I mean the government with extraordinary interventions in the gas market from price cap to the mandatory code. A government that actually decided it wanted to determine, who can produce what to whom they can sell, and at what volumes. That’s not Australian, that’s not a liberal democracy. They stripped gas out of the capacity mechanism, they stripped money from carbon capture and storage, they helped abate gas from the budget. They have made approvals even harder with more and more red tape, they funded a whole bunch of legal activists to fight against gas projects. So, gas has been suffocated. And renewables, of course, have stalled. That’s the pathway we’re going down towards net-zero. And it’s a pathway that excludes nuclear. This government hates coal, hates gas, hates nuclear. Is there an alternative? I believe there is an alternative for Australia to successfully decarbonise.

But that alternate requires an ‘All-of-the-Above’ approach. An ‘All-of-the-Above’ approach. It is going to be so difficult, that the last thing we should be doing is taking any option off the table. In the short term, we need to be rethinking everything, from system design to system planning. Over the short term, we need to make sure we are not having premature closure of baseload power stations without replacements being there ready to go.

We have to pour more gas into the domestic market. We need more renewables and storage. But the objective should not be to have the maximum amount. Instead, we need an optimal amount. There’s a big difference between those two objectives. And in the medium term, we need to introduce zero-emissions, nuclear energy. We need zero-emissions, nuclear energy as part of a balanced mix of technologies. And so, we are indeed now as a country, having a serious conversation. If you even think of the last 12 to 18 months where the discussion of nuclear energy was in Australia, we’ve come a long way. We have come a long way in just 12 to 18 months. This is now an issue that is squarely on the political radar. It is being discussed in mainstream media. The ‘N word’ of nuclear has been normalised. Thankfully. And so much as the coalition has taken the lead on that politically.

We don’t take credit for it all, I tell you. There are many people including people in this room who’ve done an enormous amount by generously giving up their own intellect and time to talk common sense, to provide evidence, analysis and take on a topic that others have found historically very difficult to take on. But such is the state our country faces, such are the states. We have to be able to engage with that topic. Now, from a policy perspective, the Coalition is not looking at a zero-emissions, nuclear energy pulse. What we’re looking at is a Climate Change and Energy policy, of which zero-emissions, nuclear energy will fall part of. It’s been probably one of the worst kept political secrets in Australia over the last 12 or more months, that we’re looking at this and seriously considering it. And we are because as we stand at that fork in the road, and look at those two pathways to net-zero, I’ve certainly drawn a conclusion. A conclusion based on an enormous amount of research and analysis, assistance from many people in this room.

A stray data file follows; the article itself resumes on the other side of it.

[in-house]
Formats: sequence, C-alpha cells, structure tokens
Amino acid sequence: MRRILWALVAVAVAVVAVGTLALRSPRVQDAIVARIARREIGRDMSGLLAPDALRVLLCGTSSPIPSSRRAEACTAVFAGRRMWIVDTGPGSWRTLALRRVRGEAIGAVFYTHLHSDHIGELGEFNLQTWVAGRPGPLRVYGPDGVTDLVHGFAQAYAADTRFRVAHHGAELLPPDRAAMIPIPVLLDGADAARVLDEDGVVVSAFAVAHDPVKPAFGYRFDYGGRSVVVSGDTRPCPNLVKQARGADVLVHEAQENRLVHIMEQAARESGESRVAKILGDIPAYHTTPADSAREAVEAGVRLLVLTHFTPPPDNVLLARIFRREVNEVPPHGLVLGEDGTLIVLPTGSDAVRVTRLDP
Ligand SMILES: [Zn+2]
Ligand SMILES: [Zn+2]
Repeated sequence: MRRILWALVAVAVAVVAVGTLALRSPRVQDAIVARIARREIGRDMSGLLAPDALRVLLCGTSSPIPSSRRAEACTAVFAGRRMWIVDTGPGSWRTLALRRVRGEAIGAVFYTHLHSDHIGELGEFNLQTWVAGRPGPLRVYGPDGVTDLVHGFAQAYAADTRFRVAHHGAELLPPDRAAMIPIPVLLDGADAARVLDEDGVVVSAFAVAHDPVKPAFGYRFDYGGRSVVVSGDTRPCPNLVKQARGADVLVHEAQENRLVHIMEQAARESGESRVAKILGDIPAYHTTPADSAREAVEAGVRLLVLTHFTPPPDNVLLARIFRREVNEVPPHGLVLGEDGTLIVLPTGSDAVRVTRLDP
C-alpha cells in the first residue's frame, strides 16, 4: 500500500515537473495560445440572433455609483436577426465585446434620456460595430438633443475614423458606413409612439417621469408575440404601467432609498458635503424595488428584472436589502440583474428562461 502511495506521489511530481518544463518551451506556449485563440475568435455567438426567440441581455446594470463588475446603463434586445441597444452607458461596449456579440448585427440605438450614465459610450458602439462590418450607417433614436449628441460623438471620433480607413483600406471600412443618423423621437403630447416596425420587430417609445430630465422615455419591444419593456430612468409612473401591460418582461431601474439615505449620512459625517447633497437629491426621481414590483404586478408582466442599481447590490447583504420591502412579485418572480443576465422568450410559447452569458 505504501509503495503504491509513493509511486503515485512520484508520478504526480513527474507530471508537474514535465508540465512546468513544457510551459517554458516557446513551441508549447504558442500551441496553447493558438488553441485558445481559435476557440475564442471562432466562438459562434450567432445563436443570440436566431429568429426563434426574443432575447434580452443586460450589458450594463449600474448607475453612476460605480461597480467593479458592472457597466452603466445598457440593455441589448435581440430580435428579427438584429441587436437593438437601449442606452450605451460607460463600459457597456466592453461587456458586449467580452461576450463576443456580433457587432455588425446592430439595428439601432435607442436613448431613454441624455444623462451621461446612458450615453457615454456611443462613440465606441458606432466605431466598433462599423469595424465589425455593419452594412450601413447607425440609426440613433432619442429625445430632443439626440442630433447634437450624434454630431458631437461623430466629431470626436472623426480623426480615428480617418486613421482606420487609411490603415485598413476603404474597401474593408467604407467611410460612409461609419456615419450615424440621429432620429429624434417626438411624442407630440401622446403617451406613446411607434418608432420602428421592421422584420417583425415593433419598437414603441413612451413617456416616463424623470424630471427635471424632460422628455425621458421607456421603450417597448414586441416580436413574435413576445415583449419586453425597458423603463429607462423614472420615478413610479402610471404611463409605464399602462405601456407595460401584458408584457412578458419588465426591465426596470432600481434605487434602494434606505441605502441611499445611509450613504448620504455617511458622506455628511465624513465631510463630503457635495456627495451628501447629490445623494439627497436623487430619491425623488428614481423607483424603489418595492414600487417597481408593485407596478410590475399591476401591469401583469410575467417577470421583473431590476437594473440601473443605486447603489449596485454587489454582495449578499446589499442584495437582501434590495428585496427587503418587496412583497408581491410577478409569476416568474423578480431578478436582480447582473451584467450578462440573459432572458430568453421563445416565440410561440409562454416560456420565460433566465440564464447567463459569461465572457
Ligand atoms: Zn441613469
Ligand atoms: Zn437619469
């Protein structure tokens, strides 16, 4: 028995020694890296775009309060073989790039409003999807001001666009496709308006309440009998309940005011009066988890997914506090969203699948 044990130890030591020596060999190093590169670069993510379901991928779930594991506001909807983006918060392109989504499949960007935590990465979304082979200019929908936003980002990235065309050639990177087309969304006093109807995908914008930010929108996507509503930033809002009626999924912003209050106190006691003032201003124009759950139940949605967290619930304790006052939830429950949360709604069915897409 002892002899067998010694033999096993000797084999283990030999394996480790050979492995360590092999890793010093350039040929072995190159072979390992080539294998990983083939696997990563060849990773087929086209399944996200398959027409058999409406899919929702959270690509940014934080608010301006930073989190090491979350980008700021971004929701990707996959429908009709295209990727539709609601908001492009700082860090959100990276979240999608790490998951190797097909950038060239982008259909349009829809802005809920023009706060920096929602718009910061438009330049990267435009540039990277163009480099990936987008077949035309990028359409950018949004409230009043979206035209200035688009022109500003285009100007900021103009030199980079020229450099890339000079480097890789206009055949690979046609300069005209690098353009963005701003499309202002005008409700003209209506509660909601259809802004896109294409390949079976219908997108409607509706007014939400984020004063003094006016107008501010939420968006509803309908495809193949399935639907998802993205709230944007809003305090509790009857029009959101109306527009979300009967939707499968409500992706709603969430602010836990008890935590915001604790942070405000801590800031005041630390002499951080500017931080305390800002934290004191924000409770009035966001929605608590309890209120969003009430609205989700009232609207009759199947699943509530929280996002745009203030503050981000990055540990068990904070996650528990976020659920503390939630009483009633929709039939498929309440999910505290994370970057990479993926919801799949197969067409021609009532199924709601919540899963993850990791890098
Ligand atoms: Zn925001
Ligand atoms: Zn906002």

Helen mentioned some of the, some of the lessons I’ve been trying to learn from overseas. When I was previously doing a parliamentary inquiry into this topic, I was on the ground meeting with people in Europe, including France, Switzerland. I’ve visited and toured facilities. China, India. Yes, I’ve been to Japan end of last year, as Helen mentioned, as well as the US and Canada. I look forward to going to the UK next month in the UAE the month after that. If Australians have a reputation for anything overseas, for those who, like me, have spent some time overseas, and I’ve spent much of my 20 plus business career, living and working in Asia. It’s a reputation we have as Australians for humility. We’ve never run the world. Get our backs against the wall, yeah, we’ll fight alright. But we have an extraordinary ability to engage with other cultures because we’re multicultural. But I think it’s also because we have a good dose of humility. Australia needs humility, in working out our best pathway to get to net-zero. And that means learning, from other countries, many of whom are doing it a lot better than we are.

The conclusion I’ve drawn from all of that has been, there is no credible pathway for Australia to reach net-zero without zero-emissions, nuclear energy. No nuclear, no net-zero. It’s that clear cut. And so, as we are looking at, how do we include, how do we consider, zero-emissions, nuclear energy. We are looking at everything, micro reactors, small modular reactors, and large reactors. We are looking off the grid, on the grid. We are looking at its capacity to provide heat, its capacity to provide electricity. And we’re doing so on an evidence-based level.

And I’ll end with this. If there is a main prerequisite for zero-emissions, nuclear energy in this country, it’s a social license. In fact, any form of energy generation, any major infrastructure, requires a social license. Its people in this room and beyond. We’re hoping having a sensible conversation with the Australian people, who are building an understanding, a positive understanding of what nuclear can offer to our country, to our kids, and theirs. And with that, thank you very much for having me here.

Ted O’Brien,

Shadow Minister for Climate Change and Energy